I love Black Mambas, and I dedicate my life to saving them. I remove them from properties all over the Greater Durban Area. Mamba calls are always an exciting and fun adventure!
Together with a friend, we’re looking at all aspects of urban mambas. I record any sightings of mambas in the Durban area, with addresses and GPS co-ords. I record the same for mambas I catch too.
Before releasing captured mambas, I collect DNA, for a genetic study that we’re working on with mambas in Durban. As well as this, I measure the mamba, weigh and sex it. Once the relevant data has been collected, I have the privilege of watching it slither off into the bush.
Another aspect we’re looking at, is mamba conflict with people and pets. More info on that will be shared below.
Two years ago decided to follow up on a tagging project which was started years ago, by the Association of Reptile Keepers KZN.
I was tagging/microchipping every Black Mamba that I caught, prior release. These tiny little tags, which do not act as tracking devices, can shed some light on mamba movements and growth, if we re-captured a tagged mamba. Unfortunately, we’ve put the breaks on this for now, but I do have a few dozen tagged mambas out in the bush, hopefully all of which are still alive. We’re looking at other potential projects of a similar nature though.
And lastly, educating people about mambas is crucial. Apart from informing people of what Black Mamba’s are really like, through my talks and writing, I give people a hands on educational experience. When I go to release a mamba, I usually invite a small crowd, mostly children, to join on the release. They get to see this famous animal in the flesh, and they even get to touch it as we collect data. It’s a once in a lifetime experience, and it is sure to capture their attention. Most of these kids now love mambas, despite not wanting to touch them, which is perfect.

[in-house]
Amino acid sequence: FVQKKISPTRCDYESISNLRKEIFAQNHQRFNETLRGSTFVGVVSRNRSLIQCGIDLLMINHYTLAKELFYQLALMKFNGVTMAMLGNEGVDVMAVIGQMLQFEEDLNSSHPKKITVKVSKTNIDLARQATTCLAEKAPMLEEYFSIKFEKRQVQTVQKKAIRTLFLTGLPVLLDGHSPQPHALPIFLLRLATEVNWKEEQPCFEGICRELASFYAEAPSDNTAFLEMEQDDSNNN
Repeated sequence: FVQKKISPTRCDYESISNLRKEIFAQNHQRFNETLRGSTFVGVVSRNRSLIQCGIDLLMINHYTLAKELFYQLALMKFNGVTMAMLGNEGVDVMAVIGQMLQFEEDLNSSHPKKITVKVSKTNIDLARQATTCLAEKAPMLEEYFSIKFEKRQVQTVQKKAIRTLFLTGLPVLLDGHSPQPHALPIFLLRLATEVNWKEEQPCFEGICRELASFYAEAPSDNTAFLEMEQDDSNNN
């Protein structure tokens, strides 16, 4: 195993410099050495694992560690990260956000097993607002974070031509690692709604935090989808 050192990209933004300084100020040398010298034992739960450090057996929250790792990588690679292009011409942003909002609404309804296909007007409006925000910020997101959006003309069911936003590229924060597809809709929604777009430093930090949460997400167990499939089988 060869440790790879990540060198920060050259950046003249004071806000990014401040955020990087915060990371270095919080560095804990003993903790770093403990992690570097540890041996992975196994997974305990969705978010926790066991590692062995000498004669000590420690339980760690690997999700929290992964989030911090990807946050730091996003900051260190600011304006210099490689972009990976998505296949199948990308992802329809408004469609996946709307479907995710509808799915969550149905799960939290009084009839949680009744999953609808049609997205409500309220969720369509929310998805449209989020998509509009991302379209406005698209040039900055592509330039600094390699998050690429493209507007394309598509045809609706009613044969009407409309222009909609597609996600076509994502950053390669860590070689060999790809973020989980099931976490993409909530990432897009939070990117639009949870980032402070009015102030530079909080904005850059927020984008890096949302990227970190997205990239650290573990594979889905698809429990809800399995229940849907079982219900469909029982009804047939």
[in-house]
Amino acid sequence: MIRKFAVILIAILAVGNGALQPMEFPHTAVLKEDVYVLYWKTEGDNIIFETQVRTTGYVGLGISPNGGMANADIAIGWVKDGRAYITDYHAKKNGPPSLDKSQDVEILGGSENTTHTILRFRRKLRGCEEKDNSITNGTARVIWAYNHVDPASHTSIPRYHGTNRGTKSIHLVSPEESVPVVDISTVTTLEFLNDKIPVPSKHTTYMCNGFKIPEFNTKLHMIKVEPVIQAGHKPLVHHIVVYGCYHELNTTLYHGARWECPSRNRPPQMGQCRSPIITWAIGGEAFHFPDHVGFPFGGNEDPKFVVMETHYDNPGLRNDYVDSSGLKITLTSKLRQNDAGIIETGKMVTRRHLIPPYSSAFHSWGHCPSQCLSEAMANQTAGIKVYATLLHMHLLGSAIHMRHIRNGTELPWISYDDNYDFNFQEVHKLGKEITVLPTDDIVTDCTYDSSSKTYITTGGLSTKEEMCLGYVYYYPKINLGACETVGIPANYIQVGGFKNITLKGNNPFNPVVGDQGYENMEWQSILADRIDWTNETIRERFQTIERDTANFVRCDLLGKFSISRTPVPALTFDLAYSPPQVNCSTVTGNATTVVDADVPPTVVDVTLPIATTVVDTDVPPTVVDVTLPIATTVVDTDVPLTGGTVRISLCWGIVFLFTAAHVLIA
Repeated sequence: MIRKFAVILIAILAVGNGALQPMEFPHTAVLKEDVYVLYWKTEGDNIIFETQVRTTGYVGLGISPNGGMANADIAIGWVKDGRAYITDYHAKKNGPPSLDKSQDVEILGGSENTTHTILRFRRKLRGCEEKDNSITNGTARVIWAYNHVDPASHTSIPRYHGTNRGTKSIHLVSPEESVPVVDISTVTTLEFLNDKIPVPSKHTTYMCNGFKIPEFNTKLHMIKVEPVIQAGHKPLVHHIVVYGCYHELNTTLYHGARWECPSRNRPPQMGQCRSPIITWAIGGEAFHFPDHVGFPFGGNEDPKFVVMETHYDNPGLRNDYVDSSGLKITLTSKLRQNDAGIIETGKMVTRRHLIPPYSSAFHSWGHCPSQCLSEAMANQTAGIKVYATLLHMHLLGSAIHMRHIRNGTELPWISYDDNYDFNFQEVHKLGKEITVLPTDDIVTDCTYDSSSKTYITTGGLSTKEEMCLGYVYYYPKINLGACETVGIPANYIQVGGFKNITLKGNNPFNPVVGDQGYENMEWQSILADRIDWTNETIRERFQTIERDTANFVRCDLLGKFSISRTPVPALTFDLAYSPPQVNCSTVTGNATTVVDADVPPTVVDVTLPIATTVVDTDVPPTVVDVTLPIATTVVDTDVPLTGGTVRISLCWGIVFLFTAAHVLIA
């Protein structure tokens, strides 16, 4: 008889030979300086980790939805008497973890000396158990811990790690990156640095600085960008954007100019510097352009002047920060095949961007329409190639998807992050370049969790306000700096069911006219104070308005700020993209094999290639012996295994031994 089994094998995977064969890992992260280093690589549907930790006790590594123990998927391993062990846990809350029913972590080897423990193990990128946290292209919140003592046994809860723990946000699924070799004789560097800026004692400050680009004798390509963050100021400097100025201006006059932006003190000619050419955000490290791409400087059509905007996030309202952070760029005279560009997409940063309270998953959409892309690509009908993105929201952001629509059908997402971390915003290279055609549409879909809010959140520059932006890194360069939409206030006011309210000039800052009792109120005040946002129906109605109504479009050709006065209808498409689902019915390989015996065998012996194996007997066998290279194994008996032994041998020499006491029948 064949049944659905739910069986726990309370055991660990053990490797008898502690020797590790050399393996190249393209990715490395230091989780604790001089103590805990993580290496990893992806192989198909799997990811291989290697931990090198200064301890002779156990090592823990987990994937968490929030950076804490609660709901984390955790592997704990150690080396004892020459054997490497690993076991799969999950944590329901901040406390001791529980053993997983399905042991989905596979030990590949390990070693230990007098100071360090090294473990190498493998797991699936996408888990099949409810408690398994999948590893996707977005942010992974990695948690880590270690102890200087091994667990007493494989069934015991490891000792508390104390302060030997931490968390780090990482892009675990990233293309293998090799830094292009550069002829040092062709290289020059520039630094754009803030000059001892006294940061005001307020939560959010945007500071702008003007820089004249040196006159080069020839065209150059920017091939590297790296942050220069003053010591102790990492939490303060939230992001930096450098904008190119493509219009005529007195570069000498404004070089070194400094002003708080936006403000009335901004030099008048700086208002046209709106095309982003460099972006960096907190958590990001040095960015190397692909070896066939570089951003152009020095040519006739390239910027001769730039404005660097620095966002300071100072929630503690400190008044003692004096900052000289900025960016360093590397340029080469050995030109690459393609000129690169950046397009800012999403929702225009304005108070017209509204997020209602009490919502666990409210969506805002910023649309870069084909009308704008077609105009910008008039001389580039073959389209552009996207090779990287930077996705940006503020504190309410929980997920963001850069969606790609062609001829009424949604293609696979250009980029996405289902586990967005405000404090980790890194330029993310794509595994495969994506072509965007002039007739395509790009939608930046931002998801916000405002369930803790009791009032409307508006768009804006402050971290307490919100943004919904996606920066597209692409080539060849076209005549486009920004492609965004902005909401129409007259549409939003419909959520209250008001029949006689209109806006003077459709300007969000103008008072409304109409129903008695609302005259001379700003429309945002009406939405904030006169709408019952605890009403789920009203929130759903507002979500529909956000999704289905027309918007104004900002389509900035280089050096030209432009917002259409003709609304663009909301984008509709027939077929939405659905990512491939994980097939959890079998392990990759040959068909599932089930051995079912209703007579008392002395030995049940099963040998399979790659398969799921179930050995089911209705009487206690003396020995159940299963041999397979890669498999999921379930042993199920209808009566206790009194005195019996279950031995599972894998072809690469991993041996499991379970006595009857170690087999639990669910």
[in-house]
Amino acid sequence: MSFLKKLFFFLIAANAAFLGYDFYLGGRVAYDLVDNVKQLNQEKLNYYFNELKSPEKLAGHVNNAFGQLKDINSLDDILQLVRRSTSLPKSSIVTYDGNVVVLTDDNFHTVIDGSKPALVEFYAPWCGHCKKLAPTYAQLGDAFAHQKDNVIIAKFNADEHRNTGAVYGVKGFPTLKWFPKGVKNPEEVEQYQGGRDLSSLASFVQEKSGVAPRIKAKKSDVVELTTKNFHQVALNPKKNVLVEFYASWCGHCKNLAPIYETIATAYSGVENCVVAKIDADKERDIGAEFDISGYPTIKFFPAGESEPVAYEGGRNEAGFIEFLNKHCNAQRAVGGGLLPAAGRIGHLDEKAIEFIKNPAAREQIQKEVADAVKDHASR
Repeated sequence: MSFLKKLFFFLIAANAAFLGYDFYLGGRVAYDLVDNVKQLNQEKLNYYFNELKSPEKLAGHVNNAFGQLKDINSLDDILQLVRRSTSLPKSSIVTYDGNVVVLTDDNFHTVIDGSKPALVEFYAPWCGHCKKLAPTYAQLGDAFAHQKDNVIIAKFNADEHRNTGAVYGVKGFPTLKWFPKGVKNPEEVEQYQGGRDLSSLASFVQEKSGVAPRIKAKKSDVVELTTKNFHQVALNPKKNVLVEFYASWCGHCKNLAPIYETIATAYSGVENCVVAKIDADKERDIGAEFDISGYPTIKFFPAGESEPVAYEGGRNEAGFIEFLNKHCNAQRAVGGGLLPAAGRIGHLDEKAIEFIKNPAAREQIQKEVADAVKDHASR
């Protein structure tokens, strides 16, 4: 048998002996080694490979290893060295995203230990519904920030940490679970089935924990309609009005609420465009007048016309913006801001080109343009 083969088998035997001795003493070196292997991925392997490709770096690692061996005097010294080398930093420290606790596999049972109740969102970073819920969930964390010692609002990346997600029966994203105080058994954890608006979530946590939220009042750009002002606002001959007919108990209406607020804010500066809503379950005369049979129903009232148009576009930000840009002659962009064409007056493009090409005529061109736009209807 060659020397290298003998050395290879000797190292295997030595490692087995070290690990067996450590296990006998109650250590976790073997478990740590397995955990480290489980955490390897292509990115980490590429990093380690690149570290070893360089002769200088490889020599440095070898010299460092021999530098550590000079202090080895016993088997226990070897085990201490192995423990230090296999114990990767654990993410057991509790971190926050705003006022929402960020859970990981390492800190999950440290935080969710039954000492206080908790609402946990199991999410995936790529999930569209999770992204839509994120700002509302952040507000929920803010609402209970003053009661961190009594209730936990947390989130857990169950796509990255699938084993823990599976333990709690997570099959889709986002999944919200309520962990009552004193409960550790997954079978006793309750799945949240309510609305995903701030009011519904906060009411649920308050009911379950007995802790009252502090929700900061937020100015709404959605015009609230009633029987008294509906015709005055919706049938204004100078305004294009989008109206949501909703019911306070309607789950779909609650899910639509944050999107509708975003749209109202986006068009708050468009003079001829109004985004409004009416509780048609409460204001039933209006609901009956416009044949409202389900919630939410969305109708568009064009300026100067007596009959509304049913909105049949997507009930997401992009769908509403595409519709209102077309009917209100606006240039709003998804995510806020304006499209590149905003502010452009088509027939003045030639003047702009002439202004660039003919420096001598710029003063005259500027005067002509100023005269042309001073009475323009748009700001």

The Black Mamba is not an evil, aggressive killer. It is a shy, nervous and misunderstood animal, with a fear for humans. They are majestic predators, intelligent animals, impressive beasts, and are simply awe-inspiring and awesome!
Nick Evans- Cell: 072 809 5806- Email: nickevanskzngmail.com
SNAKES VS DOGS
Something that sadly occurs quite frequently in the Greater Durban Area, is conflict situations between dogs and venomous snakes. Yes, cats do kill a lot of snakes whilst out hunting. However, they seem to know which snakes to avoid. Dogs on the other hand, do not. It seems that when dogs spot a snake on ‘their turf’, their instincts kick in, and they attack. This usually never ends well, for both dog and snake.
I am wanting to build up a statistical database of such incidents in the Greater Durban Area, so that we can compare numbers year on year. There’s a few other details that I’m looking at too.
If your dog, a friends dog, or a dog in your neighbourhood clashes with a venomous snake and you hear about it, please do contact me with details (either by calling/messaging me on 072 809 5806 or emailing me at firstname.lastname@example.org).
The details we are looking for are the following:
- Approximate time:
- Dog type:
- Snake species (preferably proven with a pic if possible)
- What happened to the dog and snake?
- Did the owner manage to intervene?
- Vet taken to/treatment
Your assistance in this study would be greatly appreciated.
SNAKEBITES ON HUMANS IN KZN